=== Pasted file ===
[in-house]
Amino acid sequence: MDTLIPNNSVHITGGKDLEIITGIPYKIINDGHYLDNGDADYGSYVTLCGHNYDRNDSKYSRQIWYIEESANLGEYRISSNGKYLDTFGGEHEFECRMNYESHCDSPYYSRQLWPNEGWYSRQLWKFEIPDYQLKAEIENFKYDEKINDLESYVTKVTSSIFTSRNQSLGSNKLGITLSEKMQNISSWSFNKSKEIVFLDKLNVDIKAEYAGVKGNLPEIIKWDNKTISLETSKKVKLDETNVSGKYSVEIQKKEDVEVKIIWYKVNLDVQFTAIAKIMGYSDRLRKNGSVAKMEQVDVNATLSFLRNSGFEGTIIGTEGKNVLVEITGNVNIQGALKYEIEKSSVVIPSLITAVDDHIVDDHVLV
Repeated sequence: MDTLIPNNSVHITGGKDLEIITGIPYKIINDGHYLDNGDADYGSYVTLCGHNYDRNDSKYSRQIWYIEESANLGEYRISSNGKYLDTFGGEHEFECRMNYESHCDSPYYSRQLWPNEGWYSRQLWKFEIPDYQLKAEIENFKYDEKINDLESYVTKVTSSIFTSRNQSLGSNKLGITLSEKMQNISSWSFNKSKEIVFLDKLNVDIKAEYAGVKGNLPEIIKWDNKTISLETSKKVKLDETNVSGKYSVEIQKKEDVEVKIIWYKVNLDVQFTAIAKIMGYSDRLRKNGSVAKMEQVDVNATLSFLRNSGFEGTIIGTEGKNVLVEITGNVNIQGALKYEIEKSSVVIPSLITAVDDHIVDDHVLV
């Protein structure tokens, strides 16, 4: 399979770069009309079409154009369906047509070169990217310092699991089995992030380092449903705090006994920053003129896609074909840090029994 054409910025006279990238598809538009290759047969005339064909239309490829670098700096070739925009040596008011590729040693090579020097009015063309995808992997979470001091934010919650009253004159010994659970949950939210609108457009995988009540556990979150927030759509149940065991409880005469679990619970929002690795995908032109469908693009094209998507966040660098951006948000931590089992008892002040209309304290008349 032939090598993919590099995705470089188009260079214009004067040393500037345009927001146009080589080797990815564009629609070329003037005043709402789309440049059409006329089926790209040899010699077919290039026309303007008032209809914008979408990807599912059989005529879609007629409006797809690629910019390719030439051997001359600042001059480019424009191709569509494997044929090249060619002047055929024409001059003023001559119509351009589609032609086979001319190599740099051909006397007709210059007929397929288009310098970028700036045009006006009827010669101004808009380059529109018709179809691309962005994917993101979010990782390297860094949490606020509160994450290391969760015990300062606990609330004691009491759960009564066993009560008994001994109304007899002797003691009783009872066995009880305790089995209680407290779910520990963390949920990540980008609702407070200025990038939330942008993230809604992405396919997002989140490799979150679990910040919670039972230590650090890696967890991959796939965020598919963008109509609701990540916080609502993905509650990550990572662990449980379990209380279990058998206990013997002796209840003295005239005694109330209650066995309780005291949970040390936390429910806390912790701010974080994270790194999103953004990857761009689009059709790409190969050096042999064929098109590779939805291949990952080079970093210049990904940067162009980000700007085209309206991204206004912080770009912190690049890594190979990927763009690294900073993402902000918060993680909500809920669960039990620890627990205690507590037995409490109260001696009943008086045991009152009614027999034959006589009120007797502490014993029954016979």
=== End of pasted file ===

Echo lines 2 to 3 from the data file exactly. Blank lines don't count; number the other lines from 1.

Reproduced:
Amino acid sequence: MDTLIPNNSVHITGGKDLEIITGIPYKIINDGHYLDNGDADYGSYVTLCGHNYDRNDSKYSRQIWYIEESANLGEYRISSNGKYLDTFGGEHEFECRMNYESHCDSPYYSRQLWPNEGWYSRQLWKFEIPDYQLKAEIENFKYDEKINDLESYVTKVTSSIFTSRNQSLGSNKLGITLSEKMQNISSWSFNKSKEIVFLDKLNVDIKAEYAGVKGNLPEIIKWDNKTISLETSKKVKLDETNVSGKYSVEIQKKEDVEVKIIWYKVNLDVQFTAIAKIMGYSDRLRKNGSVAKMEQVDVNATLSFLRNSGFEGTIIGTEGKNVLVEITGNVNIQGALKYEIEKSSVVIPSLITAVDDHIVDDHVLV
Repeated sequence: MDTLIPNNSVHITGGKDLEIITGIPYKIINDGHYLDNGDADYGSYVTLCGHNYDRNDSKYSRQIWYIEESANLGEYRISSNGKYLDTFGGEHEFECRMNYESHCDSPYYSRQLWPNEGWYSRQLWKFEIPDYQLKAEIENFKYDEKINDLESYVTKVTSSIFTSRNQSLGSNKLGITLSEKMQNISSWSFNKSKEIVFLDKLNVDIKAEYAGVKGNLPEIIKWDNKTISLETSKKVKLDETNVSGKYSVEIQKKEDVEVKIIWYKVNLDVQFTAIAKIMGYSDRLRKNGSVAKMEQVDVNATLSFLRNSGFEGTIIGTEGKNVLVEITGNVNIQGALKYEIEKSSVVIPSLITAVDDHIVDDHVLV